6. When done, you can close CCleaner if you want.

Remove System Image Restore Point from System Restore in Windows 10

1. Boot into Advanced Startup Options from Settings (recommended) from Start> Settings> Update & Security> Recovery> Advance Startup . Alternatively, boot into Advanced Startup from a recovery drive or from a USB or Windows 10 installation DVD.

2. In Advanced Startup , open Command Prompt.

Note:

When you boot into Advanced Startup from Settings , the Windows system drive should have the same drive letter as it did in Windows, usually C:

When booting from a recovery drive or installation media, it may appear with a different character.

3. To check the drive letter that the Windows system is using, enter the command DISKPART , then at the Diskpart prompt, type LIST VOL and then EXIT . You should now see a list of all drives.

Check the drive letter that Windows system is using

4. If you boot into Advanced Startup from Settings, your Windows system will usually be C: drive. If you use a recovery drive or installation media, it might have a different character. Whatever the letter, type it, followed by a colon to move to that volume. If, like the above example, it’s drive C: then type the command C:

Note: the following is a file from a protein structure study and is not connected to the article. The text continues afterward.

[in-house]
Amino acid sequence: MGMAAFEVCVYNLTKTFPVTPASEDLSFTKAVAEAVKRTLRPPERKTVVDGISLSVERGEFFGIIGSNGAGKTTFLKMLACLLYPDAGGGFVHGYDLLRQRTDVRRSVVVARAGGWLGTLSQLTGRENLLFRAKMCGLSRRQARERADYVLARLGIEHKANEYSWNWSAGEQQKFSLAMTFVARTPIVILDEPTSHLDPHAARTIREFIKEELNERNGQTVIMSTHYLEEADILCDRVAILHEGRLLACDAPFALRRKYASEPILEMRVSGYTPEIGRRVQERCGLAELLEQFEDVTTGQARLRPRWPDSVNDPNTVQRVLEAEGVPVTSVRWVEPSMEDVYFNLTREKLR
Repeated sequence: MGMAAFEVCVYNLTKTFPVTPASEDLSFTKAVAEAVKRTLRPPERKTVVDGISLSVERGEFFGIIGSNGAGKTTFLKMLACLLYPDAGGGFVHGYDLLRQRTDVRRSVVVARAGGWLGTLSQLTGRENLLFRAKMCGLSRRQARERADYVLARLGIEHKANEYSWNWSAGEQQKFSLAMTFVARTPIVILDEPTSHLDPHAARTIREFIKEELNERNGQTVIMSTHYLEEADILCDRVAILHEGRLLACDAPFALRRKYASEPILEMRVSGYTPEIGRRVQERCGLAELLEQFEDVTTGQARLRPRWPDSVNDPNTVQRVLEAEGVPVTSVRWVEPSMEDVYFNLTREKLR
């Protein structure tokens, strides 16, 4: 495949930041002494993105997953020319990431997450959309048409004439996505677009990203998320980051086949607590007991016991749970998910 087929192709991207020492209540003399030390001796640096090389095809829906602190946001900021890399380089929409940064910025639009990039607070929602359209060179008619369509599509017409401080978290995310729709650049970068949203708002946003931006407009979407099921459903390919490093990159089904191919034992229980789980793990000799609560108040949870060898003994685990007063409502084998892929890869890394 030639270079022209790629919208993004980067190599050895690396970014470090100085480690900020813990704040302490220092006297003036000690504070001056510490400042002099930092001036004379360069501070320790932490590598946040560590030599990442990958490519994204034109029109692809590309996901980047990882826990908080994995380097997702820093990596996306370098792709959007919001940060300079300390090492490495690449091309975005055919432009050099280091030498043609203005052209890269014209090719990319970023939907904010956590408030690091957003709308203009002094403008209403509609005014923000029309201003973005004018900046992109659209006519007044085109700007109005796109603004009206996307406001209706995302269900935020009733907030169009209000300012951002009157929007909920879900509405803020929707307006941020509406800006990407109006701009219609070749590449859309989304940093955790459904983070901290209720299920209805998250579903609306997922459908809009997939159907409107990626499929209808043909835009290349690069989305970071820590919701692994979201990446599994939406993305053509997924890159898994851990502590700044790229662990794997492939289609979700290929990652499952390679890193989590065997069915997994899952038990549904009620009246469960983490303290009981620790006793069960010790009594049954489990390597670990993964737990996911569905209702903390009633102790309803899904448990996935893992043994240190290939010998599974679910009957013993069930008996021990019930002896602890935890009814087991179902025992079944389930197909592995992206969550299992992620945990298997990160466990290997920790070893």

5. Use the CD command (change directory) to navigate to the WindowsImageBackup directory :

CD System Volume InformationWindowsImageBackup

6. Use the DIR command to check if you are in the correct directory, then use the DEL command:

DEL Catalog*.*

And:

DEL SPPMetadataCache*.*

… to delete the contents of each Catalog folder and SPPMetadataCache.

Delete the contents of each Catalog folder and SPPMetadataCache

7. Now, you have deleted the Metadata for all System Image Restore Points. Close the Command Prompt window (or type EXIT) to restart your PC and get back to Windows.

8. All System Image Restore Points of Backup category will now be deleted from System Restore.